Insurance Company Ordered To Pay $10 Mil. For Revoking Policy Of HIV-Positive Teen
The trial jury had awarded the former college student, Jerome Mitchell, $15 million in punitive damages; the Supreme Court reduced that amount by $5 million.
Mitchell learned that he had HIV when, while heading to college, he donated blood. Fortis then rescinded his coverage, citing what turned out to be an erroneous note from a nurse in his medical records that indicated that he might have been diagnosed prior to his obtaining his insurance policy.
Before the cancellation of the policy, an underwriter working for Fortis wrote to a committee considering whether or not to rescind his policy: “Technically, we do not have the results of the HIV tests. This is the only entry in the medical records regarding HIV status. Is it sufficient?” The underwriter’s concerns were ignored and the rescission went forward.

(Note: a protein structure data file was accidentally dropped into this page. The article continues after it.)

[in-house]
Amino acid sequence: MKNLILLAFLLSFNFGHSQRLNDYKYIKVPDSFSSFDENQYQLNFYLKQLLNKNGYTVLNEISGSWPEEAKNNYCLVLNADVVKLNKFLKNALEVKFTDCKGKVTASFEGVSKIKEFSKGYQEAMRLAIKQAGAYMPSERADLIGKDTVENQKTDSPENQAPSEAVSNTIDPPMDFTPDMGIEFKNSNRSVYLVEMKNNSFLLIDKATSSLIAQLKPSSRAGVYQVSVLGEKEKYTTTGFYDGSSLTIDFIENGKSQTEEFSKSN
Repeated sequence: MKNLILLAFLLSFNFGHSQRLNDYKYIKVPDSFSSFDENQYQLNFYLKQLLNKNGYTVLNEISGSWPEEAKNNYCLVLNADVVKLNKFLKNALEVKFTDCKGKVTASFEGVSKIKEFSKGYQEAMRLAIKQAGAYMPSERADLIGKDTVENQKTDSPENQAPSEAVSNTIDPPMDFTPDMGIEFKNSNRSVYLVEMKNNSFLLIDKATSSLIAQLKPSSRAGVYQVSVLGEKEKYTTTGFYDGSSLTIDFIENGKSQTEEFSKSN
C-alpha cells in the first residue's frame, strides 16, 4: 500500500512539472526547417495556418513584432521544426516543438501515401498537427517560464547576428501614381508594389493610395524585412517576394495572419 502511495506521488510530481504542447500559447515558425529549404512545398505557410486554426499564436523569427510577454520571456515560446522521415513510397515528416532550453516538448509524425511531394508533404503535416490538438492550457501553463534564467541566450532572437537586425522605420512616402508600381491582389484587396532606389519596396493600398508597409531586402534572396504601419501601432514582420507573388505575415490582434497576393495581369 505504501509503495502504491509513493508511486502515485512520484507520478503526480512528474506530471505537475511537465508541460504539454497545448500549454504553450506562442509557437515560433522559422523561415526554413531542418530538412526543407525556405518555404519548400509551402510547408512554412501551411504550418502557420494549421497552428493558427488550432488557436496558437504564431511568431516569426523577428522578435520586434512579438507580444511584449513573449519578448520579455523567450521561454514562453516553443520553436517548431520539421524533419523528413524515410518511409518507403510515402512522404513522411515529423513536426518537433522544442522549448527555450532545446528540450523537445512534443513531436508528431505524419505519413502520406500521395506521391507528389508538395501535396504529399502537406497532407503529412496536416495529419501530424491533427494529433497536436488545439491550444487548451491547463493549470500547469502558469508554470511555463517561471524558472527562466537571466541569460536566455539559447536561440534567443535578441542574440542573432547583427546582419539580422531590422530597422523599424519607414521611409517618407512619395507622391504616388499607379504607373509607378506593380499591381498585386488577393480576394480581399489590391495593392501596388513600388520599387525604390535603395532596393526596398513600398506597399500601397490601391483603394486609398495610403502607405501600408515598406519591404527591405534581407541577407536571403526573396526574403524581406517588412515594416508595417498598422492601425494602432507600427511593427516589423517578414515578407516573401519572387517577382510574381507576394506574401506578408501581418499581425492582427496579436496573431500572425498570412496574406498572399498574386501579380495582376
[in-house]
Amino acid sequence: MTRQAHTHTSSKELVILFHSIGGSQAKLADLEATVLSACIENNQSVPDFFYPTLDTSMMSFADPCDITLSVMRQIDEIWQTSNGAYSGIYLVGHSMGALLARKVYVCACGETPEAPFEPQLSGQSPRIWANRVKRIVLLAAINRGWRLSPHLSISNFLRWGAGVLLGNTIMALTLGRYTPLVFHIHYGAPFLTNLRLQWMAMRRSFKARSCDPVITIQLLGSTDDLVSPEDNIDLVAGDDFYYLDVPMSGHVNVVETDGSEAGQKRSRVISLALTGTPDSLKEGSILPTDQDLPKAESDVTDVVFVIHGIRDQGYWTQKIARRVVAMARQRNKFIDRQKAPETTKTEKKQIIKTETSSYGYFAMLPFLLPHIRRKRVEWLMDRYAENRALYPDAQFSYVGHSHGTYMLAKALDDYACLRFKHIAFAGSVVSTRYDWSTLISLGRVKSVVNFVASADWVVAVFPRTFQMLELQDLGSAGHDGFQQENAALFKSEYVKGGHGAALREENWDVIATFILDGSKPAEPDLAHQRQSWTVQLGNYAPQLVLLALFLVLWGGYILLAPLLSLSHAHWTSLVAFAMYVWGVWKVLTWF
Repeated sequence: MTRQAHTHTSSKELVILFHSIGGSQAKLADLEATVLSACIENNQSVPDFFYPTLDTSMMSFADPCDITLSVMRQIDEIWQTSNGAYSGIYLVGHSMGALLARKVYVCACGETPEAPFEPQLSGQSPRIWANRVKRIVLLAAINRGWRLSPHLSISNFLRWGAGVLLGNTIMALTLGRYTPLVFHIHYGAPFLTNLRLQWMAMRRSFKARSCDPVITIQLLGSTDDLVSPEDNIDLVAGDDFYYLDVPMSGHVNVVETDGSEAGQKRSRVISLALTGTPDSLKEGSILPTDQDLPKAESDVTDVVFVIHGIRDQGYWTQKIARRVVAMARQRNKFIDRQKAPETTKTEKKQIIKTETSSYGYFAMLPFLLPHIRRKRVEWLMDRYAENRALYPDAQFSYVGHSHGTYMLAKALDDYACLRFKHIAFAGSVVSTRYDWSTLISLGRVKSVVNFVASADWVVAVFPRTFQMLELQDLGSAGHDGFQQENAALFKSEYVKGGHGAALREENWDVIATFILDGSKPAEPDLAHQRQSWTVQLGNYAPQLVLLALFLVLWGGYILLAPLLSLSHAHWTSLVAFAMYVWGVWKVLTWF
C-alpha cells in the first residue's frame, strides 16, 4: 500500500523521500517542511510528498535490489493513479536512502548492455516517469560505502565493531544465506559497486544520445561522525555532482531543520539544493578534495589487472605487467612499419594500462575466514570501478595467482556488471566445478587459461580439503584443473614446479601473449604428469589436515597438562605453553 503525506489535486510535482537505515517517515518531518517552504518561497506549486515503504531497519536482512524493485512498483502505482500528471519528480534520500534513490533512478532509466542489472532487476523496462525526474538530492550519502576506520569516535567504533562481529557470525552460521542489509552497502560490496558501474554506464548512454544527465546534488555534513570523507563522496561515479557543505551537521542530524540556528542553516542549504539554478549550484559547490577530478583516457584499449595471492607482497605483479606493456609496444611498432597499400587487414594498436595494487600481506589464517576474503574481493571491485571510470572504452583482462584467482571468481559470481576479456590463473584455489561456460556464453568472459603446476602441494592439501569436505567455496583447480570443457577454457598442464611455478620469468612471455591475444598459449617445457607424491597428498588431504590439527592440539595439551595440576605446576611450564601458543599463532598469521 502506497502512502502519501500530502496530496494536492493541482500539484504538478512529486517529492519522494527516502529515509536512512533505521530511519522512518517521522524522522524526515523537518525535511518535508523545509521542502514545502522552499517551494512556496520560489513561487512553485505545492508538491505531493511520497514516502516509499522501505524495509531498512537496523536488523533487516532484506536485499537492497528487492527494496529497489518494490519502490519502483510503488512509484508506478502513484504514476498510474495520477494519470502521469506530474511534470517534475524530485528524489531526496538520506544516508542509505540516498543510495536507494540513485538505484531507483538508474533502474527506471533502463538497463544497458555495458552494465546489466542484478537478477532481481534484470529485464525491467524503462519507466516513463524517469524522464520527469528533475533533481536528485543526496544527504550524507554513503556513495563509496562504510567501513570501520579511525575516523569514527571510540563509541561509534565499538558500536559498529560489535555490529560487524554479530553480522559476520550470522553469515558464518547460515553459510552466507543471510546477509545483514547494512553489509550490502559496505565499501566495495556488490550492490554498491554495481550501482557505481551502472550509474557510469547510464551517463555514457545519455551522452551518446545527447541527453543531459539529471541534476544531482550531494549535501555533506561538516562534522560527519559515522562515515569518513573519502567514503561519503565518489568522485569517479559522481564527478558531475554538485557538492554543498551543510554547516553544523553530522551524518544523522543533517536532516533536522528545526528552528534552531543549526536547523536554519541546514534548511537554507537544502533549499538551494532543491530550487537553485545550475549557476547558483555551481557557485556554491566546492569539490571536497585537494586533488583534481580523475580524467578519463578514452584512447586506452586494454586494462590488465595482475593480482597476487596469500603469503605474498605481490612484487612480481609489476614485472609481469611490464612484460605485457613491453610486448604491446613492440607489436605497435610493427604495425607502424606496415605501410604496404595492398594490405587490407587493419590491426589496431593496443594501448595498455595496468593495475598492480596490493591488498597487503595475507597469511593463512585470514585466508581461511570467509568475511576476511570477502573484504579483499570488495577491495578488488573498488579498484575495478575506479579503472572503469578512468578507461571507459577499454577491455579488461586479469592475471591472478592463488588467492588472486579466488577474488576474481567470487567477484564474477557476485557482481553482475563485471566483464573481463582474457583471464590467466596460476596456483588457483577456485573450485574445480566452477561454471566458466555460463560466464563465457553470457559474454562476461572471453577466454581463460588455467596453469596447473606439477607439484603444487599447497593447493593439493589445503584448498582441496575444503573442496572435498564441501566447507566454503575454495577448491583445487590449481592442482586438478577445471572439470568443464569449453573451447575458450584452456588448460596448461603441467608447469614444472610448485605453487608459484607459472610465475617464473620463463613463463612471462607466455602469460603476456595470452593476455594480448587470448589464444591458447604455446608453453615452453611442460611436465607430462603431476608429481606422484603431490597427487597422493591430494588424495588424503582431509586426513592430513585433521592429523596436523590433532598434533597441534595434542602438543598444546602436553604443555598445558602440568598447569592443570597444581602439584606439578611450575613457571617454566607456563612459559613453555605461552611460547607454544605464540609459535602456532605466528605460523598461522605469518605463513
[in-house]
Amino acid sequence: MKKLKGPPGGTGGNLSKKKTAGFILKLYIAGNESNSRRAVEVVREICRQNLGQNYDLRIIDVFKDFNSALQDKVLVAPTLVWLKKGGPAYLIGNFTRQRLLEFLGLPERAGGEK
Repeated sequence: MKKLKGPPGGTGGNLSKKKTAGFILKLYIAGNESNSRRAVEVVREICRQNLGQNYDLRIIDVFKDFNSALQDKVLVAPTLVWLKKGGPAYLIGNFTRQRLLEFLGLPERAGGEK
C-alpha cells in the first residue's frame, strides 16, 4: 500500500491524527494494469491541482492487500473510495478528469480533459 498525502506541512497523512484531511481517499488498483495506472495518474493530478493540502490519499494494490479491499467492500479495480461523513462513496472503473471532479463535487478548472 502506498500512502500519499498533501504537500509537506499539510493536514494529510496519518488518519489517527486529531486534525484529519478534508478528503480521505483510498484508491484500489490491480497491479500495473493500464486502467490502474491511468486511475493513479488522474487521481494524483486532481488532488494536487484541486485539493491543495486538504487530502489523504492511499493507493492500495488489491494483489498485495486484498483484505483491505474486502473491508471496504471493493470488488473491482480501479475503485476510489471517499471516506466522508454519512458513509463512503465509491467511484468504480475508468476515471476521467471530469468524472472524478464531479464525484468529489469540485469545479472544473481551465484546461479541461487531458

In the ruling, Chief Justice Jean Hoefer Toal wrote: “We find ample support in the record that Fortis’ conduct was reprehensible … Fortis demonstrated an indifference to Mitchell’s life and a reckless disregard to his health and safety.”Click here for reuse options!
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